he can. The Duke of IMemours is a sol
dier, and hffs served in Algiers." The
PjiincedeJoinville is a Captain intheNavy,
and behaW blave
had the command of the squadron recently
sent to St. Helena for the remains of Napo
leon. The two younger sons are said to be
fine young men, and are destined for the
army. Surely under such circumstances,
proud position among the Kings of Europe ;
a position, the duties, ot which he appears
anxious to discharge, not only with credit
to himself, but in a manner at once calcula
ted to promote the happiness of his coun
trymen, and the general interest of man
kind. riul. Inquirer.
From the Pilot.
PebttintvEBeBuxh ! Tipsey
A recent Publication contains a icrio.
eomico description of the navigation of
Drunken Sea, from which we take tlie fol-
iowing-description of . PuinfaJmfcKuQUgh
aml Tisy Island. The writer seetm well
acquainted with the difficulties and peculiar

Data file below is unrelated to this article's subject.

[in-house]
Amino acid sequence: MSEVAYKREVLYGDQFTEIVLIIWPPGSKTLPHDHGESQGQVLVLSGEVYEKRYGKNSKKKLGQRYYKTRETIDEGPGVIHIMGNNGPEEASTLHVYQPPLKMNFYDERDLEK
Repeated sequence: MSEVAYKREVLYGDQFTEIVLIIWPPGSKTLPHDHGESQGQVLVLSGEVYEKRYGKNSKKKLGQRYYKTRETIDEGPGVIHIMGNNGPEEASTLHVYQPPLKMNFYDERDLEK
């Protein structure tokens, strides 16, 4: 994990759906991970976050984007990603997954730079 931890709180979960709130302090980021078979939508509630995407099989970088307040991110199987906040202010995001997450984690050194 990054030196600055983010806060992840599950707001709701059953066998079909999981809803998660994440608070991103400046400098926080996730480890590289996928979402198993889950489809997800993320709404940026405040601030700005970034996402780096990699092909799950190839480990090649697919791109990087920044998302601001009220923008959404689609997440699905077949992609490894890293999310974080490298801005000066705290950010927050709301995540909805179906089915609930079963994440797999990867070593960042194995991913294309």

character of the navigation :
The longitude and latitude of Point-
JusuEnough never having been, exactly as-
certained, either from Us being situated ,0s
already mentioned, in a floating Island, or
whatever other cause, gcograplM-r have
found it very difficult to assign the precise
limits of Pleasant Bay. It is perhaps to
get rid of this difficulty, Unit some geog
raphers describe Pleasant Bay as extending
the whole way from Soberland to Tijisy
Island. But wliether it be or be not geo
graphically correct to apply the name of
Pleasant liay to that pan oi me urunsen
Sea which lies between Point-Just-Enough
and Tipsy Island, it is quite certain that
there is no part of this sea where the sky is
so bright, the air so fresh and exhilarating
or the motion of the water lively and buoy,
ant as it is here. . .
It happens, therefore,' as might be ex
pected, that many of those who leave So
berland,' with tbe intention of going no far